Convicted pedophile Bradley Pen Dragon has been sentenced to more than four years in jail for accessing child pornography online just two days after his prison release for a separate violent crime in Perth.
The 58-year-old infamously spent 13 years in a Thai jail for sexually abusing children and has been repeatedly convicted in Western Australia for child exploitation offences.
Thanks - listened to it off this recommendation and it really was amazing. What a twisted story. I've listened to a handful of Casefile episodes, mainly about cases I was already aware of (Cobby, Snowtown, the Russian hammer boys) - are there any other standouts you could recommend? I think the most interesting case I listened to that I wasn't aware of was ep. 36 - Amok, which was a similarly odd tale.
Judge Goetze said he had read a victim impact statement from the girl, who was now aged 12, in which she said she sometimes felt what happened was her fault. "My comment to her, and she must understand, that this is not her fault, she has done nothing wrong," he said.
"Back in the 1980s, when DNA forensic analysis was still in its infancy, crime labs needed a speck of bodily fluid—usually blood, semen, or spit—to generate a genetic profile.
That changed in 1997, when Australian forensic scientist Roland van Oorschot stunned the criminal justice world with a nine-paragraph paper titled "DNA Fingerprints from Fingerprints." It revealed that DNA could be detected not just from bodily fluids but from traces left by a touch. Investigators across the globe began scouring crime scenes for anything—a doorknob, a countertop, a knife handle—that a perpetrator may have tainted with incriminating "touch" DNA"
Go to the link and read the next bit. It's a dousey.
"But van Oorschot's paper also contained a vital observation: Some people's DNA appeared on things that they had never touched."
"In the years since, van Oorschot's lab has been one of the few to investigate this phenomenon, dubbed "secondary transfer." What they have learned is that, once it's out in the world, DNA doesn't always stay put."
But, like most human enterprises, DNA analysis is not perfect. And without study, the scope and impact of that imperfection is difficult to assess, says Peter Gill, a British forensic researcher. He has little doubt that his field, so often credited with solving crimes, is also responsible for wrongful convictions.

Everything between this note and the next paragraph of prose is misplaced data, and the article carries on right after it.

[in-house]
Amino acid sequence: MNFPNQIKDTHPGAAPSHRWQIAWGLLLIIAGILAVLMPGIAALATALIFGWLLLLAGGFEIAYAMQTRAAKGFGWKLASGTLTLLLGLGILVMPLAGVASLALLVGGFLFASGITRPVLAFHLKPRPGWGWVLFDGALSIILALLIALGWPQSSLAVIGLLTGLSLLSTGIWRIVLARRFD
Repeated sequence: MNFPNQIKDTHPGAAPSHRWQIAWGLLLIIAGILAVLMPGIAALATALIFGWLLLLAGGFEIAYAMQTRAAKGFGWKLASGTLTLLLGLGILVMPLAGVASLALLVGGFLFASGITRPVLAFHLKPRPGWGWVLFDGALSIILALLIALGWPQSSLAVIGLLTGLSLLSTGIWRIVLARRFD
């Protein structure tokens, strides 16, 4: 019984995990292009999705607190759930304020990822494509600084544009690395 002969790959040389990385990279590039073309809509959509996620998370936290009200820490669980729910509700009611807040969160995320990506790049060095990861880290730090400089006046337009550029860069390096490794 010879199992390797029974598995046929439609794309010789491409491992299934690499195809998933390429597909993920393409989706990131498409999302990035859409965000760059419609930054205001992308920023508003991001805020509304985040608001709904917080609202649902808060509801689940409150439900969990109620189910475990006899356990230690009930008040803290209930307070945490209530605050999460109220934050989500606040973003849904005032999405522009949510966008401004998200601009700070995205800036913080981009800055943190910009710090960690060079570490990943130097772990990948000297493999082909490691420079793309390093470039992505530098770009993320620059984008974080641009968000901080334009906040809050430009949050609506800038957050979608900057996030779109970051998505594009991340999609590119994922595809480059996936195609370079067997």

"The problem is we're not looking for these things," Gill says. "For every miscarriage of justice that is detected, there must be a dozen that are never discovered."
Angus Sinclair, was acquitted in 2007 in controversial circumstances. Following the amendment of the law of double jeopardy, which would have prevented his retrial, Sinclair was re-tried in October 2014 and convicted of both murders on 14 November 2014. He was sentenced to life imprisonment with a minimum term of 37 years, the longest sentence by a Scottish court, meaning he would be 106 years old when he was eligible for a potential release on parole. He died in prison at the age of 73, on 11 March 2019.
In addition to Eadie and Scott, Sinclair also pleaded guilty to culpable homicide of his eight-year-old neighbour Catherine Reehill in Glasgowin 1961, when he was sixteen, and given another life sentence in 2001 for the 1978 murder of 17-year-old Mary Gallacher on a footpath in Glasgow. He is thought to have also killed four other women between 1977 and 1978, all within a seven-month period of the murders of Eadie and Scott.
With me it was a stranger abduction, I didn’t know him & I was driven out into the forest area. Lucky I even made it back alive. I could’ve been a statistic very easily. My biggest problem came about with the jury...they were more concerned about what I was wearing than what actually happened to me. He was plea bargained a deal..